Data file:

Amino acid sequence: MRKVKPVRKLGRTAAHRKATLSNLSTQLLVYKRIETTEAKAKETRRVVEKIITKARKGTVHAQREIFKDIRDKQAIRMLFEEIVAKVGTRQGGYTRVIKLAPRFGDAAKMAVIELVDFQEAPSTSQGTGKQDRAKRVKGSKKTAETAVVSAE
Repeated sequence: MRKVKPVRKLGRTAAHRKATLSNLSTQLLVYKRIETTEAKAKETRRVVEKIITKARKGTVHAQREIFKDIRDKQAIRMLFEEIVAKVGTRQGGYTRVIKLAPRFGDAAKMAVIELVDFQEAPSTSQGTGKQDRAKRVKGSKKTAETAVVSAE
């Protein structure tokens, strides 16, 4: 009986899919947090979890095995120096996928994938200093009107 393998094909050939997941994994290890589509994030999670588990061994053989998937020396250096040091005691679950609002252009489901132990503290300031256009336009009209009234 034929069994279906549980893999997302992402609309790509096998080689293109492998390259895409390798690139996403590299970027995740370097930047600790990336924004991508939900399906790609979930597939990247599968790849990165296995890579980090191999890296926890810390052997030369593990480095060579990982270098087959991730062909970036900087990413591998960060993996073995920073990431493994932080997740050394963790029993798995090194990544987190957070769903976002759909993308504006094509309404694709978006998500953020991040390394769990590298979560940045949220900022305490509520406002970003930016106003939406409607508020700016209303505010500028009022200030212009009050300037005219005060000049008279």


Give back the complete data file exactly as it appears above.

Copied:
Amino acid sequence: MRKVKPVRKLGRTAAHRKATLSNLSTQLLVYKRIETTEAKAKETRRVVEKIITKARKGTVHAQREIFKDIRDKQAIRMLFEEIVAKVGTRQGGYTRVIKLAPRFGDAAKMAVIELVDFQEAPSTSQGTGKQDRAKRVKGSKKTAETAVVSAE
Repeated sequence: MRKVKPVRKLGRTAAHRKATLSNLSTQLLVYKRIETTEAKAKETRRVVEKIITKARKGTVHAQREIFKDIRDKQAIRMLFEEIVAKVGTRQGGYTRVIKLAPRFGDAAKMAVIELVDFQEAPSTSQGTGKQDRAKRVKGSKKTAETAVVSAE
């Protein structure tokens, strides 16, 4: 009986899919947090979890095995120096996928994938200093009107 393998094909050939997941994994290890589509994030999670588990061994053989998937020396250096040091005691679950609002252009489901132990503290300031256009336009009209009234 034929069994279906549980893999997302992402609309790509096998080689293109492998390259895409390798690139996403590299970027995740370097930047600790990336924004991508939900399906790609979930597939990247599968790849990165296995890579980090191999890296926890810390052997030369593990480095060579990982270098087959991730062909970036900087990413591998960060993996073995920073990431493994932080997740050394963790029993798995090194990544987190957070769903976002759909993308504006094509309404694709978006998500953020991040390394769990590298979560940045949220900022305490509520406002970003930016106003939406409607508020700016209303505010500028009022200030212009009050300037005219005060000049008279």